Part 1

Part 2

The Inside Story
Indian policeman's tattoo helps reunite Mumbai family

Mr Dhangade's mother (left) screamed for joy when she realised who he was
A policeman in the Indian city of Mumbai who became lost in a crowded railway station as a child has been reunited with his family after 24 years, thanks to a distinctive tattoo.

Ganesh Raghunath Dhangade was six when he was separated from his parents as he boarded a train.

After being raised in orphanages, Mr Dhangade joined the police force and began to search for his family.

A vital clue was the name of his mother Manda, tattooed on his right arm.

His search finally led him to the house of an old lady, who mentioned the tattoo and broke down in tears when he showed it to her.

"She explained about the tattoo on her son's arm. That was when I showed it to her," Mr Dhangade told the BBC's Kinjal Pandya in Mumbai.

"She was totally surprised - she couldn't believe it. She almost started screaming for joy. All the villagers and neighbours were screaming too."

Mr Dhangade has two younger brothers and two younger sisters. His father died after he became lost and his mother has been working as a domestic help.

"Now that I am earning, my mum can stop working and I can take care of the whole family," he said.

His mother said: "I am so happy. I lost my son and he has come back as a police constable."

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Mumbai cop reunites with long lost parents after 24 years, thanks to a tattoo
Meet Ganesh Raghunath Dhangade, who got separated from his parents as a child on a train in 1989, and found them 24 years later, after becoming an officer in the Mumbai police; he was identified by the tattoo on his arm

It’s a story straight out of a Manmohan Desai film in the 70s and 80s, a story of separation and reunion. Only this time, it’s for real. The protagonist is Ganesh Raghunath Dhangade, a constable in the Mumbai police force.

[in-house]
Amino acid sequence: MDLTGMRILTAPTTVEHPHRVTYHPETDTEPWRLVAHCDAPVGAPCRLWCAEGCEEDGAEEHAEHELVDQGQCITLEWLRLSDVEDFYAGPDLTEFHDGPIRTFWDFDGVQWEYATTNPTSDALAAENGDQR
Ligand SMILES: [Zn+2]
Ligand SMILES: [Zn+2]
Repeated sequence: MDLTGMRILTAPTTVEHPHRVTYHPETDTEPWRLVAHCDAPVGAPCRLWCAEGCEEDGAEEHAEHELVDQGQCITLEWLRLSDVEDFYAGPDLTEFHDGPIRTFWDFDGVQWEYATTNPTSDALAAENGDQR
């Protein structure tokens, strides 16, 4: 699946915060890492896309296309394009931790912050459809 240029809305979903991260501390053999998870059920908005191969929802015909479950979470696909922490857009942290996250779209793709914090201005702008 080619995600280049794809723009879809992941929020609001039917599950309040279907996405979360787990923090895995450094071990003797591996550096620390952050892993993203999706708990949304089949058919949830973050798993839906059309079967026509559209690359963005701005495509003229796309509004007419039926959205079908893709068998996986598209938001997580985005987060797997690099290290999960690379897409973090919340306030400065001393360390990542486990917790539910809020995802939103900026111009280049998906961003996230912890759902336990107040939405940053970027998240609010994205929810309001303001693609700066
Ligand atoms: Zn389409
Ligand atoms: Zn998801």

Mere paas maa haiI: Ganesh, seen here with his mother and siblings, shows the tattoo of his mother’s name ‘Manda’ that helped him track his family down. Pic/Sameer Markande

It all happened in 1989 when Dhangade boarded a train with his friends and got lost because it was too crowded. He was only six years old, and was unable to go back. He was on the streets of the city, alone and nobody to care for him.

“I cleaned platforms and ate at dargahs and Ganesh mandals. I met a fisherman who took me home. I used to play with his son, Sainath. They used to make me beg on local trains and give me food in exchange for the money,” he recalls.

One day, he was hit by a train at CST. He was admitted to a hospital, where he lay in coma for several months. Since no one could trace his family, he was handed over to an orphanage in Worli.

Dhangade went to Anand Ashram in Worli, where workers took care of him, fed him and educated him. He studied there till Std VII and later shifted to an orphanage in Thane, where he studied till Std X.

He then joined Sanket Vidyalaya and Junior College in Thane, and studied till Std XII. He was physically fit and an athlete – he had participated in several state-level and national-level games. His education was funded by Krida Prabodhini, a state-run programme to encourage talented sportsmen.

He then took the police exams, cleared the written, physical and medical tests, and joined the Quick Response Team (QRT) of the Mumbai Police as a constable in 2011.